The New Protection Of Personal Information Act (POPI)
– PART 4 –
Principle #2 – Processing Limitation: Part 2
Personal Information (‘PI’) must at all times be collected directly from the Data Subject (‘DS’) except in following cases:
- If it is contained in a public record: ‘accessible in public domain and under control of public body’ i.e. department of state …provincial … or any municipality’
- If it has been made public by DS – clearly the present use of social media by many, many people creates a bit of a conundrum as unwittingly such users are waiving this obligation/right pertaining to information and often photos placed on Facebook, Twitter, etc;
- DS has consented to it being collected from another source – given the focus of POPI it is suggested that such consent should be informed and explicit;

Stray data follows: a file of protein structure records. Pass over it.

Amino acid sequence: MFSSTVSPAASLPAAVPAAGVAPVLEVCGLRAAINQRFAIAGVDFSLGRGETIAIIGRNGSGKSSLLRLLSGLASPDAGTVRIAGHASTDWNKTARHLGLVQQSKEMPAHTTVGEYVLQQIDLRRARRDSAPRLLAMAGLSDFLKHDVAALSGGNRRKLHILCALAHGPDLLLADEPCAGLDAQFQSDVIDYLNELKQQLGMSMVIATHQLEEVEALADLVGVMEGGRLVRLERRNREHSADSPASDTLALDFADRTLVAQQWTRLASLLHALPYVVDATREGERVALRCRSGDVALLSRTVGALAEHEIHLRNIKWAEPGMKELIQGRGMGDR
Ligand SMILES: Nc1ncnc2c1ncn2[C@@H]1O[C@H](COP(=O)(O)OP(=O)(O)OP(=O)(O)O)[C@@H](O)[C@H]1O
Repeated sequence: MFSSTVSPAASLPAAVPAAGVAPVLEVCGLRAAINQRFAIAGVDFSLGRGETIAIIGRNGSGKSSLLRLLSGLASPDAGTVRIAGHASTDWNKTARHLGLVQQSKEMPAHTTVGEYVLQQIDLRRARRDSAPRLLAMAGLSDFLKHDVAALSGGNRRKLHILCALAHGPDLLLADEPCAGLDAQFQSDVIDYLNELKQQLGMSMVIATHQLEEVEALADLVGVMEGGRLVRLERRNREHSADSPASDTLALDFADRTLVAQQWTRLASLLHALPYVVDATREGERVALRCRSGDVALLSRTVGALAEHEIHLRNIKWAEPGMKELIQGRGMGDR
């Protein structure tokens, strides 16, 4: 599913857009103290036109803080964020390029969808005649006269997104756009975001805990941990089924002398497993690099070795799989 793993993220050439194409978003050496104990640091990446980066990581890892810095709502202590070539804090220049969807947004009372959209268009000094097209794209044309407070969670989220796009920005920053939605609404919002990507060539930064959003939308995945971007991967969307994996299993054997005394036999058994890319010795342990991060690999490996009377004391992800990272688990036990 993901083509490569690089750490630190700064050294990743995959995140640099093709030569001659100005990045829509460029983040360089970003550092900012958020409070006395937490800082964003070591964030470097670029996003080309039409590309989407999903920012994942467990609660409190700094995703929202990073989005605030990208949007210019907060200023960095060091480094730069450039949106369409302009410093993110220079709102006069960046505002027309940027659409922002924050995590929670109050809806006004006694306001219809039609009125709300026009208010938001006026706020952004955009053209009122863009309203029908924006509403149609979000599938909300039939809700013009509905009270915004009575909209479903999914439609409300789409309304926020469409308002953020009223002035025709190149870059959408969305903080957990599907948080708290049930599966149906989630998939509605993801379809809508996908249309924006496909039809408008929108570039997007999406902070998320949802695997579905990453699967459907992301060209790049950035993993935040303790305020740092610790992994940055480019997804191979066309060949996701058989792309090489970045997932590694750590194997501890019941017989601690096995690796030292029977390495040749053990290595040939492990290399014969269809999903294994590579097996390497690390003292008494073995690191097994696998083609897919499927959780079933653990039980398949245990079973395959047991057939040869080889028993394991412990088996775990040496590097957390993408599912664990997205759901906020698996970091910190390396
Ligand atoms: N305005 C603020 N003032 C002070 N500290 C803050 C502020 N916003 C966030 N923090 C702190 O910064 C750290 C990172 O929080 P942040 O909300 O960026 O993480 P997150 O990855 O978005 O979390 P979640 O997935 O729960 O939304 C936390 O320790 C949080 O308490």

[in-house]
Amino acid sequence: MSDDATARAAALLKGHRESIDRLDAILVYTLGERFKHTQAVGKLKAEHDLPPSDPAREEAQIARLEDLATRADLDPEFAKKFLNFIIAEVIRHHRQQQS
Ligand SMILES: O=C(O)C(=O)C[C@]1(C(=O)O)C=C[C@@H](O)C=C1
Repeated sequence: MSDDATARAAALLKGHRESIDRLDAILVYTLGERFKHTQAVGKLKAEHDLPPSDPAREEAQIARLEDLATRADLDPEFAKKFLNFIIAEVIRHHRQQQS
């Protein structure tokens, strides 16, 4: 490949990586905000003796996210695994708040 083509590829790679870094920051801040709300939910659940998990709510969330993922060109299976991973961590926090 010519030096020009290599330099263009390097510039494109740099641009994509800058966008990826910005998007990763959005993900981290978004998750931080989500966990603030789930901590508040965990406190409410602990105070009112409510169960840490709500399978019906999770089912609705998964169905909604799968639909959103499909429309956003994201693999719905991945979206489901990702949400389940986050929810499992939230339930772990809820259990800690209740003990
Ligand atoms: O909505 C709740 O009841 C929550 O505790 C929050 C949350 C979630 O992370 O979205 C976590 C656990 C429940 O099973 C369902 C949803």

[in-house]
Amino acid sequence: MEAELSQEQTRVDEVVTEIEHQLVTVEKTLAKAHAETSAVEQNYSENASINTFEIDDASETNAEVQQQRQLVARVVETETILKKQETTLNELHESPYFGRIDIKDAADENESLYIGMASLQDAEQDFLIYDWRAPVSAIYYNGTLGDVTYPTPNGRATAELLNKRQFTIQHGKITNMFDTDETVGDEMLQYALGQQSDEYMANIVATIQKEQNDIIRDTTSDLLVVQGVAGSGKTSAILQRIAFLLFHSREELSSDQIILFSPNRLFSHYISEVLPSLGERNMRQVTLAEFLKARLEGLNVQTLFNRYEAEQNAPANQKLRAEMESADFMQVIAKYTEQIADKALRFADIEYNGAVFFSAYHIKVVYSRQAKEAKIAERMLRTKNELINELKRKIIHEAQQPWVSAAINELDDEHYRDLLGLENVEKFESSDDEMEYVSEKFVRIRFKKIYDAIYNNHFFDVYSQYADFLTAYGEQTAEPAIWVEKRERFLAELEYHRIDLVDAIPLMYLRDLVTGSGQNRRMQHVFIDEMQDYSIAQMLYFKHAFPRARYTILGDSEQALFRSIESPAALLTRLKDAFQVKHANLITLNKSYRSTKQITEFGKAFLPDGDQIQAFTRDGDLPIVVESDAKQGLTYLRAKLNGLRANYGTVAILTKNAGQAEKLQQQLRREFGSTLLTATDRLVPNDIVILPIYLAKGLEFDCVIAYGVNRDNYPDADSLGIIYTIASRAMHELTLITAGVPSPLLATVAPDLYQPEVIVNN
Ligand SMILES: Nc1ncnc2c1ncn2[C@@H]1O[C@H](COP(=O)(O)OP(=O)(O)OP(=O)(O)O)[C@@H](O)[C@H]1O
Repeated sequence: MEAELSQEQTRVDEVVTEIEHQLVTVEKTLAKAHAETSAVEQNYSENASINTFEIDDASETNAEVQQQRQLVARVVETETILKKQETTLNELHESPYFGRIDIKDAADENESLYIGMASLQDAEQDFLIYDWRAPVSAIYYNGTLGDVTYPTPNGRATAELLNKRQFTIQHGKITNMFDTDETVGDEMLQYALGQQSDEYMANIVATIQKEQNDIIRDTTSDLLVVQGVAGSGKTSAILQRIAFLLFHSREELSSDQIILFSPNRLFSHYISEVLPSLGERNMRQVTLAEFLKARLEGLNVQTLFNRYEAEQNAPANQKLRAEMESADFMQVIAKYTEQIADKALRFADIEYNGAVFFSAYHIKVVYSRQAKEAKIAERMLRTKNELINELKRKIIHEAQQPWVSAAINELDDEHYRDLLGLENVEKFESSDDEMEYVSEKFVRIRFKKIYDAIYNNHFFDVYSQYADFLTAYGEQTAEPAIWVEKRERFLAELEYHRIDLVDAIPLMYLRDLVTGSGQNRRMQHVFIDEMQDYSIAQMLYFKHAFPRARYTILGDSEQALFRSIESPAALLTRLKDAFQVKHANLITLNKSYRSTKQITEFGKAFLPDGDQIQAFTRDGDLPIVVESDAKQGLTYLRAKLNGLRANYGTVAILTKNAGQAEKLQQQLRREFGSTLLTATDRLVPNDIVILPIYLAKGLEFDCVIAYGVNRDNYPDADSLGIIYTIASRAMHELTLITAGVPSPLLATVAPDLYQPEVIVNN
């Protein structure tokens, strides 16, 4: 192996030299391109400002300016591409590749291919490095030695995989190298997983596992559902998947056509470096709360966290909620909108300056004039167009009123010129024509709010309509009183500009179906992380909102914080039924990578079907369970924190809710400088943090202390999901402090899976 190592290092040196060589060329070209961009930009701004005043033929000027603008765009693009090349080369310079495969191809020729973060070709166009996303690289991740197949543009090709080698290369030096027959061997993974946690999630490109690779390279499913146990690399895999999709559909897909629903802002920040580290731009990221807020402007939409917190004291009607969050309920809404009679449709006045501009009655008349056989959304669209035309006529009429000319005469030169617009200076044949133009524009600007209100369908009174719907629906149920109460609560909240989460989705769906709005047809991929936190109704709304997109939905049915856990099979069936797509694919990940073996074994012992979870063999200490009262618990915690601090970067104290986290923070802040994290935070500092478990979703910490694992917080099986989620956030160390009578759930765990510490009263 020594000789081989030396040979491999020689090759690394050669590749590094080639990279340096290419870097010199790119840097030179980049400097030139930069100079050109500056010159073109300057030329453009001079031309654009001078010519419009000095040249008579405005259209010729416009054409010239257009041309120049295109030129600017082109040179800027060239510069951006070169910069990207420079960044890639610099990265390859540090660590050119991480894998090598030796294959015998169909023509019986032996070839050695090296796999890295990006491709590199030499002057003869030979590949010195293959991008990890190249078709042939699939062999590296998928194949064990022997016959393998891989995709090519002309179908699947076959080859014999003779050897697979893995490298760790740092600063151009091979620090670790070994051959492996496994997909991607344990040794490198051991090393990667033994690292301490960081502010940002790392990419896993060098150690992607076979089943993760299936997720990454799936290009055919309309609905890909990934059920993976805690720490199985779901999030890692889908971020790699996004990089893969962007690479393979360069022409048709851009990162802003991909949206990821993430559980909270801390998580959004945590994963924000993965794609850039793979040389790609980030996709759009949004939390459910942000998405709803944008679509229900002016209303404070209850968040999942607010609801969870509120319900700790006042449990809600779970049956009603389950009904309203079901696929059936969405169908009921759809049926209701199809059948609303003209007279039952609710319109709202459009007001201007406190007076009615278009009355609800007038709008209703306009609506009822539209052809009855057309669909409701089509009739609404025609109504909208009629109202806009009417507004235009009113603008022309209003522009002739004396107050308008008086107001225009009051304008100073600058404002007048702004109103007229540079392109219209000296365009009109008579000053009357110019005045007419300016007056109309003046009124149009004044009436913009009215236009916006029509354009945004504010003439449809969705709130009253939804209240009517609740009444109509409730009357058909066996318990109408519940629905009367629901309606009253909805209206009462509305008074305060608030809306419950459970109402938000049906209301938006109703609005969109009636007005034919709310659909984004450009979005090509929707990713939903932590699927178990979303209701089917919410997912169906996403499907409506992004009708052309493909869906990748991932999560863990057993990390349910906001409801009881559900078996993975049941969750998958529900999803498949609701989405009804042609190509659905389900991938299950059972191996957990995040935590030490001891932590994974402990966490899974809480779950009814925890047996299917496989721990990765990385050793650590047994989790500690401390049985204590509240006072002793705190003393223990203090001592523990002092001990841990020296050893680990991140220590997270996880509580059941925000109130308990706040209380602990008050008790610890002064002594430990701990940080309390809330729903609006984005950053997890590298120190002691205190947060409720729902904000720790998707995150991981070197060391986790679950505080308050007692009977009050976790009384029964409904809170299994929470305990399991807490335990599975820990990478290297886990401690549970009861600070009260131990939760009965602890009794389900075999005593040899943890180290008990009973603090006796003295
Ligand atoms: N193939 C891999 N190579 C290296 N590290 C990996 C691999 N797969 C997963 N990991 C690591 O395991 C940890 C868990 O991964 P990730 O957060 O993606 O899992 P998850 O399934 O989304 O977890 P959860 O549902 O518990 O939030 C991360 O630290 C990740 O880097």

- If the collection from another source ‘will not prejudice the legitimate interests of the DS’;
- It is in order to enforce a law, collection in terms of SARS Act, a court order or in ‘interests of national security’ – one fears that certain institutions and government, given the hullabaloo around the recent secrecy act (Protection of State Information Act), could infringe or threaten the rights of the general public;
- If compliance would ‘prejudice a lawful purpose of the collection’;
- If compliance is ‘not reasonably practicable in the circumstances’ – this exception may well also be open to abuse and one feels that there should be a heavy burden/onus on the party relying on this exception to prove the justification.
Disclaimer: This article is intended to provide a brief overview of legal matters pertaining to the travel and tourism industry and is not intended as legal advice. © Adv Louis Nel, BENCHMARK, August 2013.